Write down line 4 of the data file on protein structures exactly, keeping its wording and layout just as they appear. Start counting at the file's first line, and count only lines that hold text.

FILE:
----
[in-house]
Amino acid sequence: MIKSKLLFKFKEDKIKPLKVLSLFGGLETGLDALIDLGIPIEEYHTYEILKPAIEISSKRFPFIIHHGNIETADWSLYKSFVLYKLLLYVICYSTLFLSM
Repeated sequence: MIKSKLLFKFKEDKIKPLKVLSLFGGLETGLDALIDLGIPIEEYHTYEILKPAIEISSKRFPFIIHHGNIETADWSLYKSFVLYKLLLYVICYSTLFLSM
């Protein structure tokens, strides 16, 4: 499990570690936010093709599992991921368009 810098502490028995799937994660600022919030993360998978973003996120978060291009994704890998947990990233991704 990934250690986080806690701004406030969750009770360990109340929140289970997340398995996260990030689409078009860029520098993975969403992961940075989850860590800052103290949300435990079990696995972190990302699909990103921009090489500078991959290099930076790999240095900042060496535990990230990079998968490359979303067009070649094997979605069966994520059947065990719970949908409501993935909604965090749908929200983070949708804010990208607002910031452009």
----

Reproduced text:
């Protein structure tokens, strides 16, 4: 499990570690936010093709599992991921368009 810098502490028995799937994660600022919030993360998978973003996120978060291009994704890998947990990233991704 990934250690986080806690701004406030969750009770360990109340929140289970997340398995996260990030689409078009860029520098993975969403992961940075989850860590800052103290949300435990079990696995972190990302699909990103921009090489500078991959290099930076790999240095900042060496535990990230990079998968490359979303067009070649094997979605069966994520059947065990719970949908409501993935909604965090749908929200983070949708804010990208607002910031452009």